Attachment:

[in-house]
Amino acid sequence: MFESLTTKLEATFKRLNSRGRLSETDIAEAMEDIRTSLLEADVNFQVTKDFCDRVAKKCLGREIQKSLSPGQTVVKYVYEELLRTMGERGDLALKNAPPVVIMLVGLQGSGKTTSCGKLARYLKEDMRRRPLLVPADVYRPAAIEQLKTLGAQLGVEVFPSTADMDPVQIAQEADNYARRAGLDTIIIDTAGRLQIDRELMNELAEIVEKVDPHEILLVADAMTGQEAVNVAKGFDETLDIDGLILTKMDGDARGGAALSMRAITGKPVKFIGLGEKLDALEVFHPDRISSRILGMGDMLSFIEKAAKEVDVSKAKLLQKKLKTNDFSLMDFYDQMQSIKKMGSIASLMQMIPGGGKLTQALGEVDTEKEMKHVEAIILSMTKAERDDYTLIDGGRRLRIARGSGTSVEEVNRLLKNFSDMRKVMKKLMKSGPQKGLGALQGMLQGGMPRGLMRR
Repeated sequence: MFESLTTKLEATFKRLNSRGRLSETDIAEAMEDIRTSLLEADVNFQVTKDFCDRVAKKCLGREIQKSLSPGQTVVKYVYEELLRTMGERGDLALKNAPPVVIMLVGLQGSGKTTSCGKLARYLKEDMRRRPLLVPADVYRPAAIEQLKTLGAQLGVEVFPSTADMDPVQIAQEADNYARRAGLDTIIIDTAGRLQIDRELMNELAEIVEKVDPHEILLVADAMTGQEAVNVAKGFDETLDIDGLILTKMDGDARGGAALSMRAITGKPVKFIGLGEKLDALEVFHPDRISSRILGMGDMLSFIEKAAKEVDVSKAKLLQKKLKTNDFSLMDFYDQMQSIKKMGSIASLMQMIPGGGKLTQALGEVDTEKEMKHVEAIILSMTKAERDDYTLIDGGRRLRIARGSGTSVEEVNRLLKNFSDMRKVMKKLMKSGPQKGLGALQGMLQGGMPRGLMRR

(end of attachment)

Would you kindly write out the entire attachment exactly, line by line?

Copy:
[in-house]
Amino acid sequence: MFESLTTKLEATFKRLNSRGRLSETDIAEAMEDIRTSLLEADVNFQVTKDFCDRVAKKCLGREIQKSLSPGQTVVKYVYEELLRTMGERGDLALKNAPPVVIMLVGLQGSGKTTSCGKLARYLKEDMRRRPLLVPADVYRPAAIEQLKTLGAQLGVEVFPSTADMDPVQIAQEADNYARRAGLDTIIIDTAGRLQIDRELMNELAEIVEKVDPHEILLVADAMTGQEAVNVAKGFDETLDIDGLILTKMDGDARGGAALSMRAITGKPVKFIGLGEKLDALEVFHPDRISSRILGMGDMLSFIEKAAKEVDVSKAKLLQKKLKTNDFSLMDFYDQMQSIKKMGSIASLMQMIPGGGKLTQALGEVDTEKEMKHVEAIILSMTKAERDDYTLIDGGRRLRIARGSGTSVEEVNRLLKNFSDMRKVMKKLMKSGPQKGLGALQGMLQGGMPRGLMRR
Repeated sequence: MFESLTTKLEATFKRLNSRGRLSETDIAEAMEDIRTSLLEADVNFQVTKDFCDRVAKKCLGREIQKSLSPGQTVVKYVYEELLRTMGERGDLALKNAPPVVIMLVGLQGSGKTTSCGKLARYLKEDMRRRPLLVPADVYRPAAIEQLKTLGAQLGVEVFPSTADMDPVQIAQEADNYARRAGLDTIIIDTAGRLQIDRELMNELAEIVEKVDPHEILLVADAMTGQEAVNVAKGFDETLDIDGLILTKMDGDARGGAALSMRAITGKPVKFIGLGEKLDALEVFHPDRISSRILGMGDMLSFIEKAAKEVDVSKAKLLQKKLKTNDFSLMDFYDQMQSIKKMGSIASLMQMIPGGGKLTQALGEVDTEKEMKHVEAIILSMTKAERDDYTLIDGGRRLRIARGSGTSVEEVNRLLKNFSDMRKVMKKLMKSGPQKGLGALQGMLQGGMPRGLMRR